Tuesday, September 2, 2008
Sweet! Its a Parade of Sophia Myles New Interviews on Mister Foe
Two good mails today, both bearing word of new interviews with the lovely Sophia Myles, and mentions of Mister Foe, which will open in New York later this week (DONT FORGET, HDNET MISTER FOE SNEAK TOMORROW NIGHT 8pm ET then again 9:45 and 11:30 pm ET !)
First, Parade has a short new fluffy piece online here, where they focus on twee things like first kiss, past boyfriends, and naturally doing the sex scenes for Mister Hallam Foe. Parade is normally found in US newspapers as a weekend magazine thing, and usually contains nothing indepth; this article is proof of that alas. Here is what they asked her about Hallam Foe:
Q: In Mister Foe you have some pretty sexually explicit scenes. Was that uncomfortable for you?
A: I’ve always been very, very particular about nudity and sex in the movies I do because I think a lot of the time it’s very gratuitous, especially when a female is involved. So I’ve been very strict. I think the scenes in this film are of a sexual nature but they are not sexy at all. Actually, I quite enjoy keeping my clothes on. I don’t even like looking at my naked bottom in a mirror.
Q: Ever feel a little silly?
A: I did in Tristan and Isolde when another actress and I had to take off our clothes and hug a naked James Franco to thaw him out after he nearly froze to death. We found it so funny we couldn’t stop laughing. I think we did about 60 takes.
Thanks to my friends at Dark Horizons who let me know of their exclusive interview with Sophia Myles, and this piece is much much better, and shows the actress to have a fair sense of humor and wit-I really enjoy Sophia and look forward to more of her films (and yes I loved Moonlighting, damm shame to say the least that show isnt coming back) Sophia reiterates her previous praise of director David Mackenzie, and says she choose to do the role because "David Mackenzie had worked with Tilda Swinton, who's repped by my agent in London. And my agent said that he would trust his grandmother's life in David Mackenzie's hands. So the fact that we had a director who was so sensitive, and made us feel completely comfortable, and never exposed at any time - it made it pretty easy."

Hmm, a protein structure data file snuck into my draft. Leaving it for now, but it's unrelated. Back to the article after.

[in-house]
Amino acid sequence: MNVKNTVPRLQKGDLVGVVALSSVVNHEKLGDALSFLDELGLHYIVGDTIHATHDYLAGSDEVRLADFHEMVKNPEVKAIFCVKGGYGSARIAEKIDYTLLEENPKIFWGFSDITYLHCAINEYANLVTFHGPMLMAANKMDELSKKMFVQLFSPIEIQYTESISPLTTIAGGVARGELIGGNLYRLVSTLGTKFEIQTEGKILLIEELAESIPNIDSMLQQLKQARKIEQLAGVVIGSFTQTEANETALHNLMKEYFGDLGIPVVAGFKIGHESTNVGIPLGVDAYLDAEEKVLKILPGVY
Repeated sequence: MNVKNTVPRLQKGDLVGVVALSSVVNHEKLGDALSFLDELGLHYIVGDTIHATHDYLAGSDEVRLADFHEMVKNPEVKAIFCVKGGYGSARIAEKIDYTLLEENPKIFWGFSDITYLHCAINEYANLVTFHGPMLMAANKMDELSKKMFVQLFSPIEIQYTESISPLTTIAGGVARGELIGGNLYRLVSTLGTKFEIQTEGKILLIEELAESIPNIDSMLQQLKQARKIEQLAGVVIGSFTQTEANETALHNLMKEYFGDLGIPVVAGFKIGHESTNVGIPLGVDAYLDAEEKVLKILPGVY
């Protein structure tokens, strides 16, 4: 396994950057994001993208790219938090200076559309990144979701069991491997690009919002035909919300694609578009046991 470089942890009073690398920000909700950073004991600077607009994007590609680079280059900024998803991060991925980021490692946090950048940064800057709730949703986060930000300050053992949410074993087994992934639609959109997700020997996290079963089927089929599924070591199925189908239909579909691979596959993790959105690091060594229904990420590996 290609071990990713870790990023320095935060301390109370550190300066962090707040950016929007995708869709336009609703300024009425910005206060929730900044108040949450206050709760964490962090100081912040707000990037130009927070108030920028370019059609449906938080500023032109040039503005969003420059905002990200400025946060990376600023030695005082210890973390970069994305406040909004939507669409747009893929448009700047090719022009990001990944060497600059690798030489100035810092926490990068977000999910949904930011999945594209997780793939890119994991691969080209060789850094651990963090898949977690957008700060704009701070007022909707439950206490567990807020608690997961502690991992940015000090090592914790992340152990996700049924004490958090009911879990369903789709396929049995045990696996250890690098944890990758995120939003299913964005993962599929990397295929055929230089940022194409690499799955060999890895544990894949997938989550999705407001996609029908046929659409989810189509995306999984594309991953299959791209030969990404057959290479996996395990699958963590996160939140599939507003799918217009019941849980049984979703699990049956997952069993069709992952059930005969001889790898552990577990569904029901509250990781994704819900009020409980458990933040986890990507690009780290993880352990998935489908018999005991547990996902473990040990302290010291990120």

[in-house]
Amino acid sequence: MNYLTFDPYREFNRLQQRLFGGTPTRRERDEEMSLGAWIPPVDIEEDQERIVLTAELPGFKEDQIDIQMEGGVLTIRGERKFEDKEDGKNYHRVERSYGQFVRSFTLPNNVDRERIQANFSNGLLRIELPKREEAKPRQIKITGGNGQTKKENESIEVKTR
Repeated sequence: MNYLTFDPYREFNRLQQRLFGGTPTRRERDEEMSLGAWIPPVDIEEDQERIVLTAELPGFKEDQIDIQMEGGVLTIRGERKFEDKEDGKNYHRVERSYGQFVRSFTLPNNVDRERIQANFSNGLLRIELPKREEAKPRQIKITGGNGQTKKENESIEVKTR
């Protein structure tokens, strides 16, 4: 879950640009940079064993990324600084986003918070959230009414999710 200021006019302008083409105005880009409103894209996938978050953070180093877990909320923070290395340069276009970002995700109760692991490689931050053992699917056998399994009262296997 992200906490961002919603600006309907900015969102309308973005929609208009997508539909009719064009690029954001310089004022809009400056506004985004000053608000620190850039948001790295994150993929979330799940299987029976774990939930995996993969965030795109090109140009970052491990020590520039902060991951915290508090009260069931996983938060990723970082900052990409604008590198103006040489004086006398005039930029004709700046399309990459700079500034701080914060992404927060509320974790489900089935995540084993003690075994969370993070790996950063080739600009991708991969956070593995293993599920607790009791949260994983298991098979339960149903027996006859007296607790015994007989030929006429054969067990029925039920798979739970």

The part I most admired is that she addressed the fact that this character is multilayer and troubled, and that the sex scenes are in fact, not an erotic act-not the scenes with Jamie Sives that is for sure, for they were brutal and about power and taunting of JBell's character, not at all an act of romance or love, but sex at its most base, animalistic all most. From Sophia:
It's interesting, because American cinema is generally a lot more conservative than European cinema. Do you think that American audiences will find it difficult to deal with the sexuality of a film like this? Especially within its context?
Myles: I think everyone who sees this film will come away with a very different experience, and I think it will affect people in very different ways. I mean, I think what I like about this movie is that - like I said before, it's not - you know, take a bucket of popcorn and forget about your life for an hour and a half. It really is a film that kind of deals with archetypal themes, you know? So it's gonna have a profound effect on the human soul. I mean, it deals with the search for love. You know, it's about a voyage of self-discovery and growth, and also the fear of death. You know? And I think - so it will. You know, it's not - it's going to make people think. And it will make them feel. How it's gonna make them feel? I'm really not one to judge. But again, you know, the sexuality in the movie, it's not - like, all of the sex scenes, they're not there to be sexy. They're not sensual. When I watched the film, I didn't think, "Oh, that's erotic." I mean, it's not about that. And that's again why I felt very comfortable in being cast, because often nudity and sex is very gratuitous in movies. But this isn't - these movies aren't supposed to - the scenes aren't designed to turn people on.